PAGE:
Wednesday, 30 June 2010

Home Is Where the Hearth Was

Currently, a hugely irritating advertisement for British Telecom is being run on the commercial television channels. The advert suggests that mobile phones are completely bobbins for talking to close members of ones family. In using a mobile phone - apparently - one sends a message that family isn't very important.


Mobile phones are ideal for familial communication. For the next few weeks I intend only to use a mobile phone when conversing with my immediate family, not least because when the topic under discussion (i.e. my father and his propensity to demolish/build things whenever my mother goes on holiday) gets eggy, I can do my top notch crackle, crackle the signal's not very good sound effect and ring off. You can't do that with a land line.

This morning I took a phone call from my brother. (On my mobile phone, of course.) When a conversation begins "Has Dad told you what he's done?' and ones response during the ensuing ten minutes is to say Oh shit, Oh shit, Oh shit then the sole possible action is to unplug the land line for a month or so.

My mother arrived back in England yesterday, though not - as yet - in Yorkshire, after an extended holiday with my aunt. She telephoned my brother.

Ma: I believe Brian's been staying for a few weeks?
Bro: And Trevor, Terry, John and Joe.
Ma: Who are they?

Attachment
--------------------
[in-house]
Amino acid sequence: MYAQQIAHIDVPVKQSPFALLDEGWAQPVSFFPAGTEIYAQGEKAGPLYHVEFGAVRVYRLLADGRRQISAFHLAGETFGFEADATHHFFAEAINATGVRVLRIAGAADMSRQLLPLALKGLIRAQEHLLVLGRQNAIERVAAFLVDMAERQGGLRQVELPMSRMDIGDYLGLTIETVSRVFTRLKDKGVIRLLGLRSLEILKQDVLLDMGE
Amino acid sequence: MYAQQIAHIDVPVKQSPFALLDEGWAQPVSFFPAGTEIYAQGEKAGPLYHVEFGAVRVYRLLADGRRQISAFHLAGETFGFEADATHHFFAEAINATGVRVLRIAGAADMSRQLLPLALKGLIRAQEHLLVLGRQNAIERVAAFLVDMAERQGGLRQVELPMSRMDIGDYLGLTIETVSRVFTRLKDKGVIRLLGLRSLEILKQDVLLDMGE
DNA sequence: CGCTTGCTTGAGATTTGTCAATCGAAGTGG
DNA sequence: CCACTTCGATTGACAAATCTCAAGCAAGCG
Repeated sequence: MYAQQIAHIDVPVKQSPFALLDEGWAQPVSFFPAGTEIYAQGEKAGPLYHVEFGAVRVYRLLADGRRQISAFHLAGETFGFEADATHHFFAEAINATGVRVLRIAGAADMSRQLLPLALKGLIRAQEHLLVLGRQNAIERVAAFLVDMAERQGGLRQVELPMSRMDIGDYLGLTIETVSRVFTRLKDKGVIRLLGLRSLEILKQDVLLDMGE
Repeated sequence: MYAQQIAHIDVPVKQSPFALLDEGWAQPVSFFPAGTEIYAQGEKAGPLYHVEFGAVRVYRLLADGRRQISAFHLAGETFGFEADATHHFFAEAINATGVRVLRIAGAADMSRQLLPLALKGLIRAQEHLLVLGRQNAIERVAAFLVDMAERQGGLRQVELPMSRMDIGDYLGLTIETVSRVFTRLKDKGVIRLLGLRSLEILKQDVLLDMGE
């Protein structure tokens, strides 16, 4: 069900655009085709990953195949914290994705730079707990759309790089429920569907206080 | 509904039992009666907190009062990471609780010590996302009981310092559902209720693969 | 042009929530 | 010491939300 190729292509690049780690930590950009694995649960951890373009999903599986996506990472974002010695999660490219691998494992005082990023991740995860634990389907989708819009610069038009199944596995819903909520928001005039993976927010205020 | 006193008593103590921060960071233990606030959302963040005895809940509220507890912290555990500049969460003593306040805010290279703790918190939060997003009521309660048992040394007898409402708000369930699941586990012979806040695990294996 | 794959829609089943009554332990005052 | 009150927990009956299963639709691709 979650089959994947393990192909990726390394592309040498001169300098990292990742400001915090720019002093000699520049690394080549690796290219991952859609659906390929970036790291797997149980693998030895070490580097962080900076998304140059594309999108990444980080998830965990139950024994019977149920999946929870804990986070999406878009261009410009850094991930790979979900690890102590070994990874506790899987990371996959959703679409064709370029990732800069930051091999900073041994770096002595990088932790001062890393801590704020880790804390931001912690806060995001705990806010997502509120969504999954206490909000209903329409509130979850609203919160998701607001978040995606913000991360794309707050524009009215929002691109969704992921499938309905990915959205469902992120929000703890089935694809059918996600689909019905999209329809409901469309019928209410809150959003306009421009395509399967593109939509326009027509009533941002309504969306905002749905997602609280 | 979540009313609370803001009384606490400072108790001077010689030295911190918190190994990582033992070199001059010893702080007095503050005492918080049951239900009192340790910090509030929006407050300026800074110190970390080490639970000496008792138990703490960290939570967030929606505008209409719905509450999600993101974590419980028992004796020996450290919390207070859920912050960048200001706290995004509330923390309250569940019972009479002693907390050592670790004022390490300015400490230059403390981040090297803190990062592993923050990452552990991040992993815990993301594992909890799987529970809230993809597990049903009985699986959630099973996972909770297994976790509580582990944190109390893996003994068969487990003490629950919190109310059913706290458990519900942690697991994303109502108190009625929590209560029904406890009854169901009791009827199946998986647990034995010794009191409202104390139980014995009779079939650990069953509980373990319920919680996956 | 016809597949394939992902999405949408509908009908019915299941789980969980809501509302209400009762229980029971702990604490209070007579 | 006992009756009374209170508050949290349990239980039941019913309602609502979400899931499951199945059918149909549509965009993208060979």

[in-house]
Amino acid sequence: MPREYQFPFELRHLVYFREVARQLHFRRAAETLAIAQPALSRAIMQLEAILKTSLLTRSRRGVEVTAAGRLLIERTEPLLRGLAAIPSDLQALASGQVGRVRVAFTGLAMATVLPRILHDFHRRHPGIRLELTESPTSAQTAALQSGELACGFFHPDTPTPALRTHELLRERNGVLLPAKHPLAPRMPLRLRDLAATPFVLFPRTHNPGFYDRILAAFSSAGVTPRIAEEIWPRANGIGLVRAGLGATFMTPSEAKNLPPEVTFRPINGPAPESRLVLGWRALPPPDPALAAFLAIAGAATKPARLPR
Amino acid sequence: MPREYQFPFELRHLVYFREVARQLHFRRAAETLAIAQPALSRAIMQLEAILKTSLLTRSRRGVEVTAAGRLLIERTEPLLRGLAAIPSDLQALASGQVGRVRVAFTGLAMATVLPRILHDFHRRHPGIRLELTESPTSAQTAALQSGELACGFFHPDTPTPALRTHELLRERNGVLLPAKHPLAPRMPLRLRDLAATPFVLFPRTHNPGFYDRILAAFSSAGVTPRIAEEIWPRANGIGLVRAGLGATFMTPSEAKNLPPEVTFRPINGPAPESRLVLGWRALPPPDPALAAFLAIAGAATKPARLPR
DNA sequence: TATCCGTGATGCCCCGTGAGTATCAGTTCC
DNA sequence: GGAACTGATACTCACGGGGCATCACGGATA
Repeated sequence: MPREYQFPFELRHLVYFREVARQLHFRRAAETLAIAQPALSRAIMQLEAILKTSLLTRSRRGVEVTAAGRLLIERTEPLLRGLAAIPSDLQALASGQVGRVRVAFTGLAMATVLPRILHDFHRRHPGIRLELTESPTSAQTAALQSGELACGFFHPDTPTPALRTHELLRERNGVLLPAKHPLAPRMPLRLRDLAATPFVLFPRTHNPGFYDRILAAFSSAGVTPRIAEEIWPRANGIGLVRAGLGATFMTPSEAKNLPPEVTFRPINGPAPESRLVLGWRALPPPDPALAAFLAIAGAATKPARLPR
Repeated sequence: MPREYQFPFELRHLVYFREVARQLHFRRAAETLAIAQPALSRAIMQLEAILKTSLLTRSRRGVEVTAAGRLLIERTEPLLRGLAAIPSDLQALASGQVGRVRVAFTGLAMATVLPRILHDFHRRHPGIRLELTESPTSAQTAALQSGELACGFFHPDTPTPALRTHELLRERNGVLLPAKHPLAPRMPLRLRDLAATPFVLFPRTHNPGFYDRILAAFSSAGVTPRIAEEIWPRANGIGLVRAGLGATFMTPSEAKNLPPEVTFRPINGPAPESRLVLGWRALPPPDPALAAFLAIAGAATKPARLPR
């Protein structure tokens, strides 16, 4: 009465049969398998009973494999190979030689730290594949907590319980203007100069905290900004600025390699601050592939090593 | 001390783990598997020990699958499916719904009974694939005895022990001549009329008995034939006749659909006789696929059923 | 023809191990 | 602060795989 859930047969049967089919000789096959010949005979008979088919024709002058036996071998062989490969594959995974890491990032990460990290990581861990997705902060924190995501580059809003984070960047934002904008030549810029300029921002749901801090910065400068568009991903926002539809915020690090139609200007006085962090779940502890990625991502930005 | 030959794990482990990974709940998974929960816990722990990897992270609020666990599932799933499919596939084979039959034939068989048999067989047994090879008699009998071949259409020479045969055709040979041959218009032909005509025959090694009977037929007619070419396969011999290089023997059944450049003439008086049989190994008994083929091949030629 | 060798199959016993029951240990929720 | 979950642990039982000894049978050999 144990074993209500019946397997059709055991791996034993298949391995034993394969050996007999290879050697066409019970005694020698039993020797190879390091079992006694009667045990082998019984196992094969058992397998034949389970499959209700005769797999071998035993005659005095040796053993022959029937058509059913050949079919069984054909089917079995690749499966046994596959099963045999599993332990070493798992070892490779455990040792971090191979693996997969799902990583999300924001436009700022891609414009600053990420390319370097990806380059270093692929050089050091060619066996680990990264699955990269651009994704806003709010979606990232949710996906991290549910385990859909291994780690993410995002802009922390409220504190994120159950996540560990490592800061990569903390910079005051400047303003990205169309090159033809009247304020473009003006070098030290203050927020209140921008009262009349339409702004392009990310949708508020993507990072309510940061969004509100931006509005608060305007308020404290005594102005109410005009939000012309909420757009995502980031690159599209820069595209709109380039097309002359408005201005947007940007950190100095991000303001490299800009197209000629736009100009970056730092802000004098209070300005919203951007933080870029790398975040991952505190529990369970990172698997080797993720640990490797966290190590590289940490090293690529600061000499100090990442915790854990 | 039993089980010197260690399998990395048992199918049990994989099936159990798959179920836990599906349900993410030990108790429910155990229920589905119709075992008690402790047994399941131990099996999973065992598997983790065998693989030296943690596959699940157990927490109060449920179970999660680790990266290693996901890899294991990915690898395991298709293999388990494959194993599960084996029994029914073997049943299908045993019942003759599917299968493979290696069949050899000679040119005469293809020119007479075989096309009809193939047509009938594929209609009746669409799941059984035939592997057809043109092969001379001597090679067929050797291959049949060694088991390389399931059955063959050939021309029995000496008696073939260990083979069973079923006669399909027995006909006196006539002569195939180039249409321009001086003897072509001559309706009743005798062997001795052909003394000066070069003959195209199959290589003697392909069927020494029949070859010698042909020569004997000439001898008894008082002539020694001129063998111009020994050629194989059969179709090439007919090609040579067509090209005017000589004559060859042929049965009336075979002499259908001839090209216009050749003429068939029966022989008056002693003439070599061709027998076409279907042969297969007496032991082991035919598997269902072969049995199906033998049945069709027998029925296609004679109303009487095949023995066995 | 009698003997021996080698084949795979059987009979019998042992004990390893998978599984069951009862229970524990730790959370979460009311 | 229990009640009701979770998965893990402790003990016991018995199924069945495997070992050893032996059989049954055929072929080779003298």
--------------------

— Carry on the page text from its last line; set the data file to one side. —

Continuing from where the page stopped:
Bro: A joiner, a plumber, a plasterer and I don't know what Joe does -
Bro: Er, Crackle, Crackle.
Bro: Crackle, Crackle - Can you hear me, Mother? I can't hear you? (HANGS UP.)

In previous years, my father has stolen a third of my mother's kitchen (in order to build a WC - so he could spend pennies quickly between losing pounds - equally quickly - on horse races, I suspect), built a snooker room with a full size snooker table (upon which he currently stores his collection of antique golf clubs), annexed half of the garage to build a gym (still unused after five years), put in four bathrooms (which points towards some sort of obsession) and demolished all the walled flower beds so he could park his car more easily.

He thinks - according to my brother - that if he moves the television slightly to the left, Ma won't notice what he's demolished this time ...

I'll be incommunicado until the dust settles. (Quite literally.)


  1. It's that 'you're breaking up, you're breaking up' moment, which is so annoying when it's happening to you, but really entertaining when it's happening to people on buses and trains.

  2. Breaking up may be the case - once Ma sees what Pa's done this time ...